Let's assume we're using the strict rule (min 50 sRGB).

I tested it in Designer, using the "PBR Albedo Safe Color", "PBR BaseColor / Metallic Validate" and "Uniform Color" nodes (plus additional Uniform Color node to test stuff with the color picker).

When you start with dark green color (0,52,0), Validate gives thumbs down (it's too dark), and Safe Color converts it to (48,52,48). Grey, which is obviously not what we wanted.

But, if you start moving the Value slider up in Uniform Color (HSV mode), at 88 Validate gives full thumbs up. Which is simply (0,88,0). Still green color, which is what we wanted. This shows that individual channels can be below 50 (even 0), and still satisfy the restrictions.

Which makes sense, because if you convert a (0,88,0) color to black & white for example in Photoshop, it gives a (51,51,51) value, which is in the safe range. This would suggest that it's the overall value (greyscale value) that matters, not individual channels.

HOWEVER (and I wonder if this is a bug), I noticed something weird: for the "PBR BaseColor / Metallic Validate" node, (0,88,0) is OK, but (88,0,0) and (0,0,88) are not. In fact, for red, (175,0,0) seems to be the minimum, and for blue even (0,0,255) is not accepted... Is this by design, resulting from some real-life properties of colored materials, or simply a bug?

One thing I don't understand though is the guidelines in the PBR Guide book only give you ONE number for a guide. Example: No darks should go below 50 srgb. I assume they mean that no value in any of your 3 RGB channels should go below 50?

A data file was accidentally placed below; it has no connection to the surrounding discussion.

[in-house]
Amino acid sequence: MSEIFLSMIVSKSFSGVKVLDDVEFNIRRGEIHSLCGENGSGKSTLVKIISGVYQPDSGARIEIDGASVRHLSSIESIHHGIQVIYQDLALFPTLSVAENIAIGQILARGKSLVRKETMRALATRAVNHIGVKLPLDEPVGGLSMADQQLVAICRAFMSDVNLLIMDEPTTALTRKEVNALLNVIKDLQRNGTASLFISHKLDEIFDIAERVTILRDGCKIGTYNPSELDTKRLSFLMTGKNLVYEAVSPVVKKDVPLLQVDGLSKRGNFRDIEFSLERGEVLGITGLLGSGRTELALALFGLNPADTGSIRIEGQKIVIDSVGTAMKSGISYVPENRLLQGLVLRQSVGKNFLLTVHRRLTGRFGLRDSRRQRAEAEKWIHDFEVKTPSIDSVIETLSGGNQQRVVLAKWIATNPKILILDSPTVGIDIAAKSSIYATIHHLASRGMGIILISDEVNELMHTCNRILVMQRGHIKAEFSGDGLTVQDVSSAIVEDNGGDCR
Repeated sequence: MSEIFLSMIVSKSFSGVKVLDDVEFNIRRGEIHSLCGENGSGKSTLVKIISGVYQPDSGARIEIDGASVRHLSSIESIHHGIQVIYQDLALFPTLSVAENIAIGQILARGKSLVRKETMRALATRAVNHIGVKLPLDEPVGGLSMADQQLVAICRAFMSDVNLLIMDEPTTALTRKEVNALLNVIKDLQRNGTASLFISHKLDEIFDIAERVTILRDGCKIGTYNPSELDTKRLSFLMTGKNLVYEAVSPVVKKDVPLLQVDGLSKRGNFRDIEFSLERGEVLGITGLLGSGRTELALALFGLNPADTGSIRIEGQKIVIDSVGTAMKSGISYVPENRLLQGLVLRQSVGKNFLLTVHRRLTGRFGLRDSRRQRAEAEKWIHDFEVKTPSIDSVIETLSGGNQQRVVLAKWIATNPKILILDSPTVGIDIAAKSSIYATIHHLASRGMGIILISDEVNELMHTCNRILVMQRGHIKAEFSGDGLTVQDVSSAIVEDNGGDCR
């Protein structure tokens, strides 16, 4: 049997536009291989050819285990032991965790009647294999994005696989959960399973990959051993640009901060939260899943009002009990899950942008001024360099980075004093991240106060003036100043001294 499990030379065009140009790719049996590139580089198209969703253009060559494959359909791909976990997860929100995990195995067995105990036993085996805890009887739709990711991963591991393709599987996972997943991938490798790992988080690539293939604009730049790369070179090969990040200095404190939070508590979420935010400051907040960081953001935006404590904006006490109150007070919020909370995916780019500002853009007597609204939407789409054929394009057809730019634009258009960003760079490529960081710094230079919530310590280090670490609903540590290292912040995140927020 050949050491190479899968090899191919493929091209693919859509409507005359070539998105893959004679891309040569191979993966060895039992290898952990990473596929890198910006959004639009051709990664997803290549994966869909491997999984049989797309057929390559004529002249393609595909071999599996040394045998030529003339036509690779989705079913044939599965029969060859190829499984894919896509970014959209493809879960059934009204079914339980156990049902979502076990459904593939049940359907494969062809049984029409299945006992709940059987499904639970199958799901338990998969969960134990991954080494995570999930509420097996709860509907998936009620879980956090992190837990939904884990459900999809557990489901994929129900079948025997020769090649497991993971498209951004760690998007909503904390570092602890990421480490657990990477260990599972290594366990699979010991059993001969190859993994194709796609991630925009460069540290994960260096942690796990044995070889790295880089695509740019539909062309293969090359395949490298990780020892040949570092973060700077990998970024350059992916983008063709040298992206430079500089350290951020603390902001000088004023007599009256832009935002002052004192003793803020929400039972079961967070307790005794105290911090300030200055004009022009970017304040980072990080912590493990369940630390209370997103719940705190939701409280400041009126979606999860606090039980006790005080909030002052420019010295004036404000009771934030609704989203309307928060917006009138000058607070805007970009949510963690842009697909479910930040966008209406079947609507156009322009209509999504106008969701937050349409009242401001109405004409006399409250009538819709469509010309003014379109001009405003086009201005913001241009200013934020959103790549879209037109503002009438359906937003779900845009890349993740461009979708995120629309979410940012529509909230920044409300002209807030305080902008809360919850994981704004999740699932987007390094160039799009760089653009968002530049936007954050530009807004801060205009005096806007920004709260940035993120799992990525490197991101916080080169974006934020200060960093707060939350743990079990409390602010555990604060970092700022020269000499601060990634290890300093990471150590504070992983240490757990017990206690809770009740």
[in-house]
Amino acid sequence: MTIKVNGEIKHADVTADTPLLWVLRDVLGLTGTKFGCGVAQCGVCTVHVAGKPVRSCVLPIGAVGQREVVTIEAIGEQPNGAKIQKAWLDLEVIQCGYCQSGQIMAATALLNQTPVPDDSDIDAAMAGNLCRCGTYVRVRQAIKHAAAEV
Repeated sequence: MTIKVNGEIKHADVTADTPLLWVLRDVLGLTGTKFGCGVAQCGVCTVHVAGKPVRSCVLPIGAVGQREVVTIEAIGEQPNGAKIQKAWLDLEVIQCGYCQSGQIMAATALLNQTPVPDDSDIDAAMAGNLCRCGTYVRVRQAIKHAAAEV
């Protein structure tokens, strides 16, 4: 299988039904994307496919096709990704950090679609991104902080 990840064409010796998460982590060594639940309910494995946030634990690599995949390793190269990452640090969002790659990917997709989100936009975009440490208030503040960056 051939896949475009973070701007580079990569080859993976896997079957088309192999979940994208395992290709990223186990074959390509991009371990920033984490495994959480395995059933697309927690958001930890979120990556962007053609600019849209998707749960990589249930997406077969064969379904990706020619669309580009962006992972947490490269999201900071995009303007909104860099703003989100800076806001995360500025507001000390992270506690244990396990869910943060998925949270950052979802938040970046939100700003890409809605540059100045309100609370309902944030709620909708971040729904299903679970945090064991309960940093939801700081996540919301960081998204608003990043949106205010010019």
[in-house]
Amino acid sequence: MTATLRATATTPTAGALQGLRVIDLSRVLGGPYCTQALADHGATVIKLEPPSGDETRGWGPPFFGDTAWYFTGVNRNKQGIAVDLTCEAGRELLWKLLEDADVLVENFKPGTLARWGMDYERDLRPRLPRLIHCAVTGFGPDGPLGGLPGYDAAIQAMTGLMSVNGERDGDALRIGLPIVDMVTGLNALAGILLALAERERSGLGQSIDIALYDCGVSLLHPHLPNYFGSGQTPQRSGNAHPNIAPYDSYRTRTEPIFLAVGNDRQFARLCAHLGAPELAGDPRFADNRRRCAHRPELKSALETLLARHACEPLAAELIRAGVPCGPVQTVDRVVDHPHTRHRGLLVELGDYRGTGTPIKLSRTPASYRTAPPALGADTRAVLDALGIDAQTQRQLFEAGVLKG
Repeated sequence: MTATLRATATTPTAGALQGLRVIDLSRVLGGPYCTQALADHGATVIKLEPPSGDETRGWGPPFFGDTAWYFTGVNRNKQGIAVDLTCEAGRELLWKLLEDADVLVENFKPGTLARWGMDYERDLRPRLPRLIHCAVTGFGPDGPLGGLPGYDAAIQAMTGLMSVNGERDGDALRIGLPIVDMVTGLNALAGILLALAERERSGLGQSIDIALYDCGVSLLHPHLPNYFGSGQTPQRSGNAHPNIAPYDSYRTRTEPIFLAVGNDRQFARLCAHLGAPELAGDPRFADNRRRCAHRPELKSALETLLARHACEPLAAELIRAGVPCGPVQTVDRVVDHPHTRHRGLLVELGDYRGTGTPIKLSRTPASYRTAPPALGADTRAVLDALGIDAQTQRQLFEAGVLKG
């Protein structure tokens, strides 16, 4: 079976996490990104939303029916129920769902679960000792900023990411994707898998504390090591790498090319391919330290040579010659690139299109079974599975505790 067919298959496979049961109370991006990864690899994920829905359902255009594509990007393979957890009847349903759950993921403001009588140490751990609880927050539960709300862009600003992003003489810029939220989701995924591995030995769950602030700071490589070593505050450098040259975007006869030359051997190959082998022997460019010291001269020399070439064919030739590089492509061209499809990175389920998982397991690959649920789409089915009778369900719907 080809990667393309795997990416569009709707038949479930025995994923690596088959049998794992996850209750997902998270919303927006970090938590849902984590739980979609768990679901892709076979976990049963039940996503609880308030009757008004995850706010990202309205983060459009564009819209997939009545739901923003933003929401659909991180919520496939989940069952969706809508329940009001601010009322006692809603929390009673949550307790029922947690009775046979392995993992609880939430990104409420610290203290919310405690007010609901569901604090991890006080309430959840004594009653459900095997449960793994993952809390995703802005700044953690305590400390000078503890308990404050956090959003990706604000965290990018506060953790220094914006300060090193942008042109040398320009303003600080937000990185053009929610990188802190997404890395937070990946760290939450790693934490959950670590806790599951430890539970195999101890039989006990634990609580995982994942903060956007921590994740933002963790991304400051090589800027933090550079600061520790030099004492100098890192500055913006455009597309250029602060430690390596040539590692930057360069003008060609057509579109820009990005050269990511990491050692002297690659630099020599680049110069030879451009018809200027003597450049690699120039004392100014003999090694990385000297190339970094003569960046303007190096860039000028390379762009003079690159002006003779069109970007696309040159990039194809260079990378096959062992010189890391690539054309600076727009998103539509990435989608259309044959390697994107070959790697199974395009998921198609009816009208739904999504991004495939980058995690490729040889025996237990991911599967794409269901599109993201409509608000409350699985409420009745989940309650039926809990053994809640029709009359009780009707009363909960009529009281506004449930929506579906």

Hello, sorry for digging out an old thread, but as this is in the learning category, and people will still be using these topics for reference (like I was just now), I think this is important.

Let's assume we're using the strict rule (min 50 sRGB).

I tested it in Designer, using the "PBR Albedo Safe Color", "PBR BaseColor / Metallic Validate" and "Uniform Color" nodes (plus additional Uniform Color node to test stuff with the color picker).

When you start with dark green color (0,52,0), Validate gives thumbs down (it's too dark), and Safe Color converts it to (48,52,48). Grey, which is obviously not what we wanted.

But, if you start moving the Value slider up in Uniform Color (HSV mode), at 88 Validate gives full thumbs up. Which is simply (0,88,0). Still green color, which is what we wanted. This shows that individual channels can be below 50 (even 0), and still satisfy the restrictions.

Which makes sense, because if you convert a (0,88,0) color to black & white for example in Photoshop, it gives a (51,51,51) value, which is in the safe range. This would suggest that it's the overall value (greyscale value) that matters, not individual channels.

HOWEVER (and I wonder if this is a bug), I noticed something weird: for the "PBR BaseColor / Metallic Validate" node, (0,88,0) is OK, but (88,0,0) and (0,0,88) are not. In fact, for red, (175,0,0) seems to be the minimum, and for blue even (0,0,255) is not accepted... Is this by design, resulting from some real-life properties of colored materials, or simply a bug?

Hi,

I don't think it's a bug. (88,0,0) reads at ok for Albedo at the 30 srgb range. These are just approximations. The node wasn't designed to be used with a single uniform color. For (0,0,255) I get the green result. Are you using the albedo or metal mode? For metal, this would show incorrect.

Cheers,

Wes
Integrations Product Manager / Training
wes.mcdermott@allegorithmic.com
Twitter: The3DNinja

Still, it doesn't make much sense when it works for one color, and doesn't for another. Unless there's some physically-based explanation behind it.

Especially when you think of the colors not in terms of RGB, and some channels being 0, but in terms of hue. Set color to RGB(0,88,0), switch to HSV and move the Hue slider. Repeat for (0,0,255).

I'm using Albedo mode, and the strict 50 sRGB threshold, like I said in the previous post.